The IRS received around 165 million returns in 2022, with only 0.4% facing audits. Common mistakes triggering audits include incomplete returns, math errors, and inaccurate reporting for self-employed individuals.
Claiming excessive business expenses or losses and outsized charitable deductions can also attract attention. The paramount concern is undeclared income, where the IRS cross-references reported earnings with W-2s, 1099s, and other financial records.
Taxpayers are advised to file complete and accurate returns, keeping meticulous records to justify deductions. As tax season unfolds, vigilance and adherence to tax laws can help individuals steer clear of the audit radar.
Tax Season 2024: Navigating Audits and IRS Scrutiny
Tax season 2024 is underway and the IRS is boosting efforts to audit high-income individuals. Learn about common mistakes that could trigger an audit and how to navigate tax season with caution.
1: Incomplete Returns and Mismatched Documentation Incomplete returns, especially with mismatched documentation, often result in IRS scrutiny. Meticulous attention to detail and avoiding rushed filings can mitigate this risk.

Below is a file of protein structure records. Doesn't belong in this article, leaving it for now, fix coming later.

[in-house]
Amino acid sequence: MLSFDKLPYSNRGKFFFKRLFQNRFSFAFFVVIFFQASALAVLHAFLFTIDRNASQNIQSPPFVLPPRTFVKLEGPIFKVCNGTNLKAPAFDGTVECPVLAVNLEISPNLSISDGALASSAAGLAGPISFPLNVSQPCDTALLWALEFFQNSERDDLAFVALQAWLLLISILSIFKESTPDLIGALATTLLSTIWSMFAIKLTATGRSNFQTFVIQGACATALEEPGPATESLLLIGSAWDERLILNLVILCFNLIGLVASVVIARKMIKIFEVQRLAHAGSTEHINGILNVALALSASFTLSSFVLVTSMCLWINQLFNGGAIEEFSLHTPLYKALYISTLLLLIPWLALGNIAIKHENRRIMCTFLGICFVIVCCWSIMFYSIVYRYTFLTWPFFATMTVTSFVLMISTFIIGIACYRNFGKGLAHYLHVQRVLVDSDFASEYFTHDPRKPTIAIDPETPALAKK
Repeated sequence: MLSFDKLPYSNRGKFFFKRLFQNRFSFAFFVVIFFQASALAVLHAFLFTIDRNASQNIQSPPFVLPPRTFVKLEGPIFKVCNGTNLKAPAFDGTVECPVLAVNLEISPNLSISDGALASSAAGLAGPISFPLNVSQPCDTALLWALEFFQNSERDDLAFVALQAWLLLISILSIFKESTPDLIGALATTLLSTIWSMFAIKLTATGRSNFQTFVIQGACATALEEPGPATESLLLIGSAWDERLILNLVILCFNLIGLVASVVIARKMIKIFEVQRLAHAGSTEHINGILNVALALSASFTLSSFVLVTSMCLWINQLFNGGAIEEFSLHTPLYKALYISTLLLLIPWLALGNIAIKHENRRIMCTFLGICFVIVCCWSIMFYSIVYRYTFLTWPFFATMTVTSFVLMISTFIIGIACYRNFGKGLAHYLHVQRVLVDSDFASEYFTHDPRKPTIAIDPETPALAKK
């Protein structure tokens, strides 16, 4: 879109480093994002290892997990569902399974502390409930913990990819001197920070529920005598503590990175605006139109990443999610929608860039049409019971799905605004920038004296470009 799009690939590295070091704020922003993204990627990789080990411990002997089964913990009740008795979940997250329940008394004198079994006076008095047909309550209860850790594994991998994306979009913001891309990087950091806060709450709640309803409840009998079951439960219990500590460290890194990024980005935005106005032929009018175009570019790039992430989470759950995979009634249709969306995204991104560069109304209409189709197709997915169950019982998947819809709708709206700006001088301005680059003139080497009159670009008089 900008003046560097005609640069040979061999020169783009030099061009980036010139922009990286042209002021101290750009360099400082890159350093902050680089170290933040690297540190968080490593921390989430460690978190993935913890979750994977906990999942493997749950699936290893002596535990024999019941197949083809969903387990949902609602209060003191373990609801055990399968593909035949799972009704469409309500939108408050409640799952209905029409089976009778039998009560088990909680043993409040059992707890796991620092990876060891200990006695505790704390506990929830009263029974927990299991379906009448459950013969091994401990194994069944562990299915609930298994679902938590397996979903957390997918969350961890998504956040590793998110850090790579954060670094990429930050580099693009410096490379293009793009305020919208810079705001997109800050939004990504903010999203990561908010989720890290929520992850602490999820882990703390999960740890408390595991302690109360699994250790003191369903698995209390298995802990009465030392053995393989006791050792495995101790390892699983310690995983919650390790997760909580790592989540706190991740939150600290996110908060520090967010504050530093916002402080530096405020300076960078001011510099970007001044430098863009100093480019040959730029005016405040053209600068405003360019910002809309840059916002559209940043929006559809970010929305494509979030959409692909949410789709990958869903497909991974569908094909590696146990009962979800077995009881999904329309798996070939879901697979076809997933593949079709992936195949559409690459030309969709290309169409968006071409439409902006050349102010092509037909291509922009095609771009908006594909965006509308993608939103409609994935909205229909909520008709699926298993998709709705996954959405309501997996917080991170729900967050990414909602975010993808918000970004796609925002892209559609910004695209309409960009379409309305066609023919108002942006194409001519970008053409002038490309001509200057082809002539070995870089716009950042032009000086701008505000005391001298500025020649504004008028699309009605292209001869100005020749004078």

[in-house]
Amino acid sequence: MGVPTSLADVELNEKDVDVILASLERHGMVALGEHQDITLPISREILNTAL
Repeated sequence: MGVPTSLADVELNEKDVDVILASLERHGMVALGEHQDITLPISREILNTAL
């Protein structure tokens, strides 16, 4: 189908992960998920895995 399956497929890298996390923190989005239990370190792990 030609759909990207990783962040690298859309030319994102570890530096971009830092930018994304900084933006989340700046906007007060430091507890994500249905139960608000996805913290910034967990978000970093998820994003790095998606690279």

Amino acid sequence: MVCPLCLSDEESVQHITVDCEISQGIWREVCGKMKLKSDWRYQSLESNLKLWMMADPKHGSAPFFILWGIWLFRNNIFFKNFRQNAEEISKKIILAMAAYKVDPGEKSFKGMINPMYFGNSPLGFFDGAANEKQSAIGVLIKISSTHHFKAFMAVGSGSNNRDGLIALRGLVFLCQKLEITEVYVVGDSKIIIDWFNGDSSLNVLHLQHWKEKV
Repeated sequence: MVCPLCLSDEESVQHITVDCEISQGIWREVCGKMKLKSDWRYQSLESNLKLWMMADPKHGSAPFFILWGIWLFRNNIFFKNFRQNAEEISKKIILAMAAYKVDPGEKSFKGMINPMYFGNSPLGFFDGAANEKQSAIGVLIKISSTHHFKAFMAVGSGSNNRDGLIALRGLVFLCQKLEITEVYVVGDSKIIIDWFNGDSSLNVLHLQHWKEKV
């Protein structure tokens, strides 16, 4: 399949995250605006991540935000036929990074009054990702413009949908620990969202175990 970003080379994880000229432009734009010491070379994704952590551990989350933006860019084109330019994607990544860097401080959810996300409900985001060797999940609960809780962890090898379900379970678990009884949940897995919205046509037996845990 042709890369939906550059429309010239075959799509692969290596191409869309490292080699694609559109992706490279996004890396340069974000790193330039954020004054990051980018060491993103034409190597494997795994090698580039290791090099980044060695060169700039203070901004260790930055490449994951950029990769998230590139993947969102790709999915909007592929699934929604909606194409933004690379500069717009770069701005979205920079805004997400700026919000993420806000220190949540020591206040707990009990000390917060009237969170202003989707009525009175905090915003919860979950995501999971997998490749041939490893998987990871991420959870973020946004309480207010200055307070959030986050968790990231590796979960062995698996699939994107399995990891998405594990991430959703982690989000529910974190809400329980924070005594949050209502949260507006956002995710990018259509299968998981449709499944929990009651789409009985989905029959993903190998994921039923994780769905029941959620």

2: Math Errors and Reporting Accuracy Simple math errors or inaccuracies in reporting information can lead to extra scrutiny and delays in return processing. E-filing and professional tax preparation help minimize these issues.
3: Self-Employed Challenges Self-employed individuals need to accurately report deductions, especially for home-office expenses and transportation. Diligence in justifying deductions with proper documentation is crucial.
4: Business Expenses and Losses Excessive business expenses or consistent business losses may trigger closer inspection. Claiming legitimate deductions with meticulous justification can help navigate this challenge.
5: Oversized Charitable Deductions Charitable deductions that seem disproportionate to income can attract attention. Staying within IRS limits and providing proper documentation for deductions is essential.
6: Undeclared Income Undeclared income, whether from employment or other sources, is a significant audit risk. Cross-referencing with employer submissions and other financial records is a standard IRS practice.
As taxpayers embark on tax season 2024, adherence to tax laws, accurate reporting, and proper documentation remain key strategies to avoid IRS audits and navigate the complexities of filing returns.